This new law provides that if a school district is failing based on the test scores of the students, in other words, the students aren't learning as shown by their test scores, it becomes a state responsibility. You know, we have local control if the kid are learning and they show on their test scores they're learning we leave it up to the district how to teach them. If they're not learning it becomes a state responsibility. So the law says that if that shows they're not learning due to systemic educational mismanagement which is defined only as the fact that the district doesn't assure that schools follow their improvement plans, even one school meets the requirements of the statute, then the state board can appoint a turn-around superintendent who will exercise strong leadership -- because that's the big problem in Roosevelt and other districts that are not doing well. Turn-around superintendent to exercise strong leadership, focus on academics, get the kids learning and get their test scores up.

>>Ted Simons:
That all sounds great. Can the state do that better from a distance than a local board and district can do closer in this.

>>Tom Horne:
Absolutely. The districts that do well have school boards that function well. But in the Roosevelt District as an example you had a toxic political atmosphere. They were the largest employer in their neighborhood. It was a poor neighborhood so people ran for the board and got jobs for friends. So they weren't choosing instructional leaders the way I was used to when I served on a school board. People were getting the jobs for the wrong reasons. An outside leader can come in and focus on only one thing, the academic achievement of the students. Notoriously in Roosevelt racial issues predominated, personal issues predominated. There was no real leadership to get academic achievement. It was like a pilot less airplane flying in the dark with lots of kids around and mountains around.

>>Ted Simons:
Is there going to be more money funneled into that district now that state has taken it over or apparently will take it over? Will there be more money and resources and things now as opposed to back when the local district was in charge?

>>Tom Horne:
Money is not the problem. Roosevelt has gotten $90 million over the past several years. They get about $8,000 per student compared to the state average is about $6,000 a student, so they get a third more than the average student. They had plenty of money. The problem was leadership. Leadership that's focused on the academic achievement of the students. This is what we seek to have the state board require now that we get leadership in there that will focus on the academic achievements of the students.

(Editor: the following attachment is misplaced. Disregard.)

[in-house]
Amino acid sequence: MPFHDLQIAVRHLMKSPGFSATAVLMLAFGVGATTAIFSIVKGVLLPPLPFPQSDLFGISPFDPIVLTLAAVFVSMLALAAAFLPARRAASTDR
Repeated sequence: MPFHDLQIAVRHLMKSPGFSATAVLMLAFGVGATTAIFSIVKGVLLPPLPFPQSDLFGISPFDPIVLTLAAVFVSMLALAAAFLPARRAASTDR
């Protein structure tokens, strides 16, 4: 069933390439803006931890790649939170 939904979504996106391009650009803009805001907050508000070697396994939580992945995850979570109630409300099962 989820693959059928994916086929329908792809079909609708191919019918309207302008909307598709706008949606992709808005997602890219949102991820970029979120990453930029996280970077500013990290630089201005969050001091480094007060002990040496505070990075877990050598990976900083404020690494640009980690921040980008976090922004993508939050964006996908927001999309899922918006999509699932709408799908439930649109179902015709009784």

>>Ted Simons:
I know there's some criticism saying that looking at the district right now you've got higher math scores, higher reading scores on AIMS. They've had I think three successive increases along those lines which to them says, hey, we're starting to turn things around.

>>Tom Horne:
Well, they cherry pick some statistics. Overall the district is not doing better that shown by the fact they have more underperforming schools, more failing schools. Statewide over 90\% of our schools are performing or better. And Roosevelt less than half are performing or better. So that is showing you that students are not learning and that performing badly on their test scores.

>>Ted Simons:
If the board approves what will be the next step now?

>>Tom Horne:
If the board approves then we choose three good candidates to be the turn-around superintendent. The board chooses one of those. The turn-around superintendent then studies the district, presents a plan. Hopefully the board approves the plan and what the powers of the turn-around superintendent will be. That all need to be done by August when school starts for the next school year.

>>Ted Simons:
Last question here. This is the Roosevelt school district takeover. But other districts are involved here.

>>Tom Horne:
well, the definition is a majority of your schools are underperforming or failing. There were six schools like that, school districts like that. But then the legislature says it had to be more than five schools in the district. But in future years there maybe other districts with more than five schools that have the majority of their schools underperforming or failing. And we need to be sure that we intervene anyplace that happens so that we can make sure that never again in Arizona does a student go to school where that student does not learn.

>>Ted Simons:
Tom, thanks for joining us. We appreciate it.

>>Tom Horne:
Thank you.

>>Ted Simons:
Tonight we finish our four-part series, protecting Arizona's children, by looking at prevention of child abuse. There's a program called healthy families affiliated with child protective services. The program is aimed at prevention. It uses a holistic approach to help parents although the great majority of parents in the program are not abusing their children. I'll talk to an agency official, but first Mike Sauceda tells us about one family using the program services.

>>Mike Sauceda:
Families support specialist Angela Curtis of southwest human development's healthy families program arrives at this home in Mesa. The goal of healthy families is to prevent child abuse through a holistic approach through helping and educating families. The program is voluntary. Like most families that enter the program, this family doesn't have child abuse issues at all.

>>Angela Curtis:
There has been no abuse in this family. Most families we work with don't have a history of abuse. It's very rare. Our job is to help them be good parents.

>>Mike Sauceda: